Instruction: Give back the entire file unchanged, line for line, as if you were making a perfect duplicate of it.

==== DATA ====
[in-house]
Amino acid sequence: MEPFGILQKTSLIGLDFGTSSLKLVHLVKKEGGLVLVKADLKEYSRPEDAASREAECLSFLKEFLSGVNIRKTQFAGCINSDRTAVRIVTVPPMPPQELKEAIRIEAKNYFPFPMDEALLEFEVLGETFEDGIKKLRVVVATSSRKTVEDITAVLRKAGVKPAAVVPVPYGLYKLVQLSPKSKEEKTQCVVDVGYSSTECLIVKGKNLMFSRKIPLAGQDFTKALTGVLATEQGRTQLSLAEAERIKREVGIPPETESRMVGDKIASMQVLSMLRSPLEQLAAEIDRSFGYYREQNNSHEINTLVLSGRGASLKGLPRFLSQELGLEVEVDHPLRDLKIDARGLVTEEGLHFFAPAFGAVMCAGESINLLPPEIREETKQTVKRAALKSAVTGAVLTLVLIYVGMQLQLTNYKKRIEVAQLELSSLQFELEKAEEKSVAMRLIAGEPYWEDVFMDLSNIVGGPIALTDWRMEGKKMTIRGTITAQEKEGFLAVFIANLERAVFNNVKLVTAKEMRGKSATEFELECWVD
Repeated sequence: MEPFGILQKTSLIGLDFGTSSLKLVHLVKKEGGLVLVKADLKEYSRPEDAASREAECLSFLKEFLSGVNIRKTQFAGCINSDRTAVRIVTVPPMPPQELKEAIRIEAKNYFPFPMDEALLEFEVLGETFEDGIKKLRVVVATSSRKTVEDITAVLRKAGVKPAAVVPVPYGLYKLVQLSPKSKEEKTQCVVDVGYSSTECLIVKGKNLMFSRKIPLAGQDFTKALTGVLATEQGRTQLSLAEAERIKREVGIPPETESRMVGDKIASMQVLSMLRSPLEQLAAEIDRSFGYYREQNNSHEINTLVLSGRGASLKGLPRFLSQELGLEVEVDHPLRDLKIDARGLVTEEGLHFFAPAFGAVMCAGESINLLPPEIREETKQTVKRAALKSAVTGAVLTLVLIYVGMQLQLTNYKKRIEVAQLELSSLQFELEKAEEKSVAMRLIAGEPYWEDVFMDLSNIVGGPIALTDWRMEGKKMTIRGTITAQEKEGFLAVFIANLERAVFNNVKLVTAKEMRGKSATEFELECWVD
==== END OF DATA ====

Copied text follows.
[in-house]
Amino acid sequence: MEPFGILQKTSLIGLDFGTSSLKLVHLVKKEGGLVLVKADLKEYSRPEDAASREAECLSFLKEFLSGVNIRKTQFAGCINSDRTAVRIVTVPPMPPQELKEAIRIEAKNYFPFPMDEALLEFEVLGETFEDGIKKLRVVVATSSRKTVEDITAVLRKAGVKPAAVVPVPYGLYKLVQLSPKSKEEKTQCVVDVGYSSTECLIVKGKNLMFSRKIPLAGQDFTKALTGVLATEQGRTQLSLAEAERIKREVGIPPETESRMVGDKIASMQVLSMLRSPLEQLAAEIDRSFGYYREQNNSHEINTLVLSGRGASLKGLPRFLSQELGLEVEVDHPLRDLKIDARGLVTEEGLHFFAPAFGAVMCAGESINLLPPEIREETKQTVKRAALKSAVTGAVLTLVLIYVGMQLQLTNYKKRIEVAQLELSSLQFELEKAEEKSVAMRLIAGEPYWEDVFMDLSNIVGGPIALTDWRMEGKKMTIRGTITAQEKEGFLAVFIANLERAVFNNVKLVTAKEMRGKSATEFELECWVD
Repeated sequence: MEPFGILQKTSLIGLDFGTSSLKLVHLVKKEGGLVLVKADLKEYSRPEDAASREAECLSFLKEFLSGVNIRKTQFAGCINSDRTAVRIVTVPPMPPQELKEAIRIEAKNYFPFPMDEALLEFEVLGETFEDGIKKLRVVVATSSRKTVEDITAVLRKAGVKPAAVVPVPYGLYKLVQLSPKSKEEKTQCVVDVGYSSTECLIVKGKNLMFSRKIPLAGQDFTKALTGVLATEQGRTQLSLAEAERIKREVGIPPETESRMVGDKIASMQVLSMLRSPLEQLAAEIDRSFGYYREQNNSHEINTLVLSGRGASLKGLPRFLSQELGLEVEVDHPLRDLKIDARGLVTEEGLHFFAPAFGAVMCAGESINLLPPEIREETKQTVKRAALKSAVTGAVLTLVLIYVGMQLQLTNYKKRIEVAQLELSSLQFELEKAEEKSVAMRLIAGEPYWEDVFMDLSNIVGGPIALTDWRMEGKKMTIRGTITAQEKEGFLAVFIANLERAVFNNVKLVTAKEMRGKSATEFELECWVD